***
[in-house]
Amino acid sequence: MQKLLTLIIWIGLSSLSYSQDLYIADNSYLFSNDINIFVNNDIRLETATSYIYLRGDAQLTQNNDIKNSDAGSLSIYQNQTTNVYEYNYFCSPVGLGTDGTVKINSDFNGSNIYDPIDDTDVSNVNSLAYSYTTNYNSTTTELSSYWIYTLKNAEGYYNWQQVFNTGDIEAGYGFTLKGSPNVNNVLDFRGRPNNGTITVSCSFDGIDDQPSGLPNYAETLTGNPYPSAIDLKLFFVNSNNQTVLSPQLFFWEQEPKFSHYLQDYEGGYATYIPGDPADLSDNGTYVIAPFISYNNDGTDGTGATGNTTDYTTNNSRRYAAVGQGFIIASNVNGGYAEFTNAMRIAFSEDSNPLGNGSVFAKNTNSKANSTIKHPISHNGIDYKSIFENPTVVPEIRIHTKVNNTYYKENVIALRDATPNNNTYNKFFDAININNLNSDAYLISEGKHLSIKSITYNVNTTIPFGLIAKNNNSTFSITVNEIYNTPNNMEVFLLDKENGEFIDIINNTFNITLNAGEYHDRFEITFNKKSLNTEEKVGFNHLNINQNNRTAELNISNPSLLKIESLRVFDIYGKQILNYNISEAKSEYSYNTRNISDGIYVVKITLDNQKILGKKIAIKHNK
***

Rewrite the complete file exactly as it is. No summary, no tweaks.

[in-house]
Amino acid sequence: MQKLLTLIIWIGLSSLSYSQDLYIADNSYLFSNDINIFVNNDIRLETATSYIYLRGDAQLTQNNDIKNSDAGSLSIYQNQTTNVYEYNYFCSPVGLGTDGTVKINSDFNGSNIYDPIDDTDVSNVNSLAYSYTTNYNSTTTELSSYWIYTLKNAEGYYNWQQVFNTGDIEAGYGFTLKGSPNVNNVLDFRGRPNNGTITVSCSFDGIDDQPSGLPNYAETLTGNPYPSAIDLKLFFVNSNNQTVLSPQLFFWEQEPKFSHYLQDYEGGYATYIPGDPADLSDNGTYVIAPFISYNNDGTDGTGATGNTTDYTTNNSRRYAAVGQGFIIASNVNGGYAEFTNAMRIAFSEDSNPLGNGSVFAKNTNSKANSTIKHPISHNGIDYKSIFENPTVVPEIRIHTKVNNTYYKENVIALRDATPNNNTYNKFFDAININNLNSDAYLISEGKHLSIKSITYNVNTTIPFGLIAKNNNSTFSITVNEIYNTPNNMEVFLLDKENGEFIDIINNTFNITLNAGEYHDRFEITFNKKSLNTEEKVGFNHLNINQNNRTAELNISNPSLLKIESLRVFDIYGKQILNYNISEAKSEYSYNTRNISDGIYVVKITLDNQKILGKKIAIKHNK